British Prime Minister David Cameron said it would be “unthinkable” for his country to fulfill a Russian order for warships -- as France is planning to do -- in light of the escalating conflict in Ukraine.
France and Russia signed a deal for two Mistral-class “amphibious assault ships” or “helicopter carriers” in 2011. Work started on them in 2013, but they’ve become a topic of debate as the crisis in Ukraine has escalated this year.
“Frankly in this country it would be unthinkable to fulfill an order like the one outstanding that the French have,” Cameron said to reporters. “But we need to put the pressure on with all our partners to say that we cannot go on doing business as usual with a country when it is behaving badly in this way.”
He also called Russian President Vladimir Putin’s allies “cronies and oligarchs.”
The ship orders are legal under current EU sanctions on Russia, but are threatened if the European Union decides to bump its sanctions to a third round. Cameron did not say France should put the ship orders on hold, but emphasized he thinks it is time to step up the EU sanctions in light of the downing of Malaysia Airlines Flight MH17 over separatist-held territory in Ukraine Thursday. All 298 passengers and crew members were killed.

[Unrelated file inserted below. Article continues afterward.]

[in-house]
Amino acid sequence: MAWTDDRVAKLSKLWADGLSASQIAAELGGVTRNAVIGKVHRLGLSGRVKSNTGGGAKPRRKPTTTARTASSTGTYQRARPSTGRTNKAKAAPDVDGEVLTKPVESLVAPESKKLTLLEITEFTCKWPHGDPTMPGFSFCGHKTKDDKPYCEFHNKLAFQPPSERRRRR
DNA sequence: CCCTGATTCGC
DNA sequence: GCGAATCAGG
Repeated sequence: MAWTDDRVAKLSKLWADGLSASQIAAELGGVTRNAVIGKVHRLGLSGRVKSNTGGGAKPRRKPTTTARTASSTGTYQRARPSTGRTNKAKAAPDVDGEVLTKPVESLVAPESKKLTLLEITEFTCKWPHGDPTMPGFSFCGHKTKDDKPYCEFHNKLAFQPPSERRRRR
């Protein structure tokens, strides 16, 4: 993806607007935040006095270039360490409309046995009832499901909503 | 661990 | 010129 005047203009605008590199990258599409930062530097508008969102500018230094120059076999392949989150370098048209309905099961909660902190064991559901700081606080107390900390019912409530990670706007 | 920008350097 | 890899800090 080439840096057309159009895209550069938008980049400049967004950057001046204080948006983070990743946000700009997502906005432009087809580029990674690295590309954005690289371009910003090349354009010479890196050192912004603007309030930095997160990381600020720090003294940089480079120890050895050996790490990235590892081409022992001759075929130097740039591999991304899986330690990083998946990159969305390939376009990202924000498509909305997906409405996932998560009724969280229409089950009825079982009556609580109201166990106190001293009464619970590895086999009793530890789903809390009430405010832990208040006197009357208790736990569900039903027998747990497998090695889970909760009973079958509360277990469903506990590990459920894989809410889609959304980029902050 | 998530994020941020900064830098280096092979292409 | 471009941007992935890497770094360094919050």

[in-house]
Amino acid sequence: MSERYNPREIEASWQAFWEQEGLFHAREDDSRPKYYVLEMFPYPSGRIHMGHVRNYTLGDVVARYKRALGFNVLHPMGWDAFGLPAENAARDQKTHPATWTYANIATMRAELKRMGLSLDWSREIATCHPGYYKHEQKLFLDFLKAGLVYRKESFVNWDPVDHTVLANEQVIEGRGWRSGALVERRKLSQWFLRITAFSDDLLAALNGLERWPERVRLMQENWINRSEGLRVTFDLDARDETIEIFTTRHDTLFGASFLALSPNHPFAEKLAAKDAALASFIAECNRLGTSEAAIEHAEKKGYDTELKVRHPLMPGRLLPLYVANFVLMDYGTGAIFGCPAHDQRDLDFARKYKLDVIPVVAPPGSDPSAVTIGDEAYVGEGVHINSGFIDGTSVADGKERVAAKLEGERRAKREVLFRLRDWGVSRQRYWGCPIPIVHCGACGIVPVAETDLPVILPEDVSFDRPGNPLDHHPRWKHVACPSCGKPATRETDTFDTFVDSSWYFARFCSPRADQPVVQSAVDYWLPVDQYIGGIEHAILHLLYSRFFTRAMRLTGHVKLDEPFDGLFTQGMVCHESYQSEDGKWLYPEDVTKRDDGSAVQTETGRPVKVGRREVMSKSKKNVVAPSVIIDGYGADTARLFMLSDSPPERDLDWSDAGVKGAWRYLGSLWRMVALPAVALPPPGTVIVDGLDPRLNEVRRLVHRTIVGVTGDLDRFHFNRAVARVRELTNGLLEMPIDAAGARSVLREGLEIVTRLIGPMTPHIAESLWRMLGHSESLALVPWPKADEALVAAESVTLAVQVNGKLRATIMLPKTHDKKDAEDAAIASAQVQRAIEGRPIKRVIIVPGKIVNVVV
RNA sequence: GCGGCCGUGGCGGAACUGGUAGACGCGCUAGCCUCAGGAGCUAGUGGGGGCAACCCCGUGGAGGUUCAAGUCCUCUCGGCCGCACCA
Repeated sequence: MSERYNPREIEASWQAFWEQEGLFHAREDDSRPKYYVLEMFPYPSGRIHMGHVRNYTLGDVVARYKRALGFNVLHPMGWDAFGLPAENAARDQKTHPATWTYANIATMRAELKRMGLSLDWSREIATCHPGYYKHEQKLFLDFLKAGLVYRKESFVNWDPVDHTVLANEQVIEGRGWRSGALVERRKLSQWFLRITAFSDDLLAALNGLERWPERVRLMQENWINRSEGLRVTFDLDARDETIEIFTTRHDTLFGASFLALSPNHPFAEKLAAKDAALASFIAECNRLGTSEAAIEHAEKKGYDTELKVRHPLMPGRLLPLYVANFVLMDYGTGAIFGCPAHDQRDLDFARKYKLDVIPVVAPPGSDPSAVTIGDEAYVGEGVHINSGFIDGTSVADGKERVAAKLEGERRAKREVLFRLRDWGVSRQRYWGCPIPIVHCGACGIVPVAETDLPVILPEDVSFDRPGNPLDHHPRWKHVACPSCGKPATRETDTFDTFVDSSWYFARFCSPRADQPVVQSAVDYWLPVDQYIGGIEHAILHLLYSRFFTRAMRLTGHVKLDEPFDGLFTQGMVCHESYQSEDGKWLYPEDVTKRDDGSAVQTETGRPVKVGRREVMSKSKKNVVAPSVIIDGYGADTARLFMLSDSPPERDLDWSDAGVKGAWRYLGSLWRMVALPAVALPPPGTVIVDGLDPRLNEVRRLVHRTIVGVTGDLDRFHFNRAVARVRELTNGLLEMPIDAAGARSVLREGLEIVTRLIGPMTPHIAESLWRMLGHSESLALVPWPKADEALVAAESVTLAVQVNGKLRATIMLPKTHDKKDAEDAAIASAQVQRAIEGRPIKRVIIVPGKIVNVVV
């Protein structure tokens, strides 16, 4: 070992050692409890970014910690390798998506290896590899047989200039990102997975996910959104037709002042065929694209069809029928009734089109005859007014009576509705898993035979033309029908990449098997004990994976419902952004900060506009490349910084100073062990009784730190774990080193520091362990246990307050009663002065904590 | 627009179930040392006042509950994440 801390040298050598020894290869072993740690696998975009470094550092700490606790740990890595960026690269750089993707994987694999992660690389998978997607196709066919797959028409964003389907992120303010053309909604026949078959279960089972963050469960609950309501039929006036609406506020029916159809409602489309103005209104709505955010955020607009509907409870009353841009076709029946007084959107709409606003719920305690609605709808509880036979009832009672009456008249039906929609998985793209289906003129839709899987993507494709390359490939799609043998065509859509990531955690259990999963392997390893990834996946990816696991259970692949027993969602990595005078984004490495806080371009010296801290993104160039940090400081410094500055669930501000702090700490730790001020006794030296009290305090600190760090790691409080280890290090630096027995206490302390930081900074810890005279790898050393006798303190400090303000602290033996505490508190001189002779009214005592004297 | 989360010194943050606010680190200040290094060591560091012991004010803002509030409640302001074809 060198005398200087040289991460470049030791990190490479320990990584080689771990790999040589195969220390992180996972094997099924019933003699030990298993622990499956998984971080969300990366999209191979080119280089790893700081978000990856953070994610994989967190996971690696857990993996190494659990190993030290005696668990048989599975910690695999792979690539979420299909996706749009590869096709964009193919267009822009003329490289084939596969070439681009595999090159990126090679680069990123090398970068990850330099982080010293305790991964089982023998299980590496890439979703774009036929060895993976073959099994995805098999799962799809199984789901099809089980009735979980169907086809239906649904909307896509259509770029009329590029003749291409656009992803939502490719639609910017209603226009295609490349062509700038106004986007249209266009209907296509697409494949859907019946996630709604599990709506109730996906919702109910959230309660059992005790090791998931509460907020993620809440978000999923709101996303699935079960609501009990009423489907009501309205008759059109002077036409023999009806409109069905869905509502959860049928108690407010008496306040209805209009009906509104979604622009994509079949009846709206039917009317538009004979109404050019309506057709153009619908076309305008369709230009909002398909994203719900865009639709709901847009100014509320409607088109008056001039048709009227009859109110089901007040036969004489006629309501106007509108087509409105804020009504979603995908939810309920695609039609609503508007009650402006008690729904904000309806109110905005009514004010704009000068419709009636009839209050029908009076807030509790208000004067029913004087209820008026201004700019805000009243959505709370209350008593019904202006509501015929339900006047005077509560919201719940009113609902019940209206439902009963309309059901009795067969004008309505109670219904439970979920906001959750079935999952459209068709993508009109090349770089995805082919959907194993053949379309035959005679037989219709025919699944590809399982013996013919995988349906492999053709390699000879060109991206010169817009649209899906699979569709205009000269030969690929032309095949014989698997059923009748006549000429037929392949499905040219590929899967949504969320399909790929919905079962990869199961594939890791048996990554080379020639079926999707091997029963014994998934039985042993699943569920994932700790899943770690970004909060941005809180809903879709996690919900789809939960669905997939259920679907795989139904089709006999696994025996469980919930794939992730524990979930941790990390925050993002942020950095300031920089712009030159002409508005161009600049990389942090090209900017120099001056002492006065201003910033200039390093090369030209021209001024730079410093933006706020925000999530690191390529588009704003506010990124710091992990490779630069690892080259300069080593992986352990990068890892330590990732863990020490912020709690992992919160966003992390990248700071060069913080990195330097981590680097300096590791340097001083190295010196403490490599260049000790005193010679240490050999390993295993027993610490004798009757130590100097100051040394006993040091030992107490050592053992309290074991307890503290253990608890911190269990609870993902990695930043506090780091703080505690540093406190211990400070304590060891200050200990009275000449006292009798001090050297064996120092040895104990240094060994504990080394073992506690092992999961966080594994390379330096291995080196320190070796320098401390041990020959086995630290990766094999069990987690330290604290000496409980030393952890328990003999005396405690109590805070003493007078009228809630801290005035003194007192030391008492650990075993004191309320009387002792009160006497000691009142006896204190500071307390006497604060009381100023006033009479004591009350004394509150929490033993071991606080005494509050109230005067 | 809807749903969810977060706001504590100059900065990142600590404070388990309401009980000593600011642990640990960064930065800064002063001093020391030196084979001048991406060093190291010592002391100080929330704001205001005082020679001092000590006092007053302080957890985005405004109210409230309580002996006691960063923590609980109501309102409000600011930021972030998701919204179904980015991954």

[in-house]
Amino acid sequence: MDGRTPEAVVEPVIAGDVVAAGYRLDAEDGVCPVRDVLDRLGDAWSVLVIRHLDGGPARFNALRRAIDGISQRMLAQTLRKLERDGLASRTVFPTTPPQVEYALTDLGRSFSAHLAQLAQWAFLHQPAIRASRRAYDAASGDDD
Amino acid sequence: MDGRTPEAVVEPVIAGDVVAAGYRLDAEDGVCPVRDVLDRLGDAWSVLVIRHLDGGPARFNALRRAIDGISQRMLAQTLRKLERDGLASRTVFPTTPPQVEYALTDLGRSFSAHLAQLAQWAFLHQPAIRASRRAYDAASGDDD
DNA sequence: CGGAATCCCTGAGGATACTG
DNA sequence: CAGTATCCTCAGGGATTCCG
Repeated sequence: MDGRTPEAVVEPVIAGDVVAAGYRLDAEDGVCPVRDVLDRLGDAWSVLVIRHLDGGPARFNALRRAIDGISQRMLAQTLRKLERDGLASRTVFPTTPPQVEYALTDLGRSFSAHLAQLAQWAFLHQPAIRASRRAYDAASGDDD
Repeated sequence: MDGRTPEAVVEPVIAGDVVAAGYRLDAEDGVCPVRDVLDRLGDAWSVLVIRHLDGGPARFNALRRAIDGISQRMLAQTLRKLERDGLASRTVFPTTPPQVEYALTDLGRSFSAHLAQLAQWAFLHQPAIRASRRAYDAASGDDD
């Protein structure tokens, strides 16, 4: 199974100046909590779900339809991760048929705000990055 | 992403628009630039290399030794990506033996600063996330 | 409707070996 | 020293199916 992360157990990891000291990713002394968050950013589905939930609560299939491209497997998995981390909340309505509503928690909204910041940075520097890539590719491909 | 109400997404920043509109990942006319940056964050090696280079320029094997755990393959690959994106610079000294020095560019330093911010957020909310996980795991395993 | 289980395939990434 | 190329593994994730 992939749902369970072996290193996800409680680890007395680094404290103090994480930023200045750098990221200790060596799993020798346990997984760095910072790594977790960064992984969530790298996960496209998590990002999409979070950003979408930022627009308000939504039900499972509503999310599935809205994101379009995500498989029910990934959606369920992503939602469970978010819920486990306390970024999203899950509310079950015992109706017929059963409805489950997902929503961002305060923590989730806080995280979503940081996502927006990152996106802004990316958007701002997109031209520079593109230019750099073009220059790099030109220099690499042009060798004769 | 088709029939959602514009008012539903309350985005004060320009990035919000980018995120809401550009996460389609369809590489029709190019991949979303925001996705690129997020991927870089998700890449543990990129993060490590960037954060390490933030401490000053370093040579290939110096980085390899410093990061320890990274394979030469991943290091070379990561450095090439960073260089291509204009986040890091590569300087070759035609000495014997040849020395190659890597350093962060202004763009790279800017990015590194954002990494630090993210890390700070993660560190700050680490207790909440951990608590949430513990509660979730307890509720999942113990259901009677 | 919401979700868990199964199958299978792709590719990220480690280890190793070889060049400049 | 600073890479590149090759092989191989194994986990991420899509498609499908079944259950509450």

Continue Reading Below
Russian officials do not appear to be fazed by the threat of more sanctions, however. Russian Deputy Prime Minister Dmitry Rogozin said he doubted the deal would be canceled.
“This is billions of euros,” Rogozin told Reuters. “The French are very pragmatic. I doubt it [will be canceled].”
He went on to say a cancelation of the Mistral ships would hurt France more than it would hurt Russia.
When asked about the sale Friday, German Chancellor Angela Merkel only said Germany has put on hold the completion of a “shooting center” in Russia given the current situation. She also asked Russia to “acknowledge its responsibility,” for its role in the Ukrainian crisis.
Ukraine and NATO accuse Russia of supplying pro-Russia separatists with weapons, including the anti-aircraft rocket system that allegedly took down MH17.
The first of the two ships that are part of the $1.6 billion (1.2 billion euro) deal, the Vladivostok, is expected to be commissioned in November.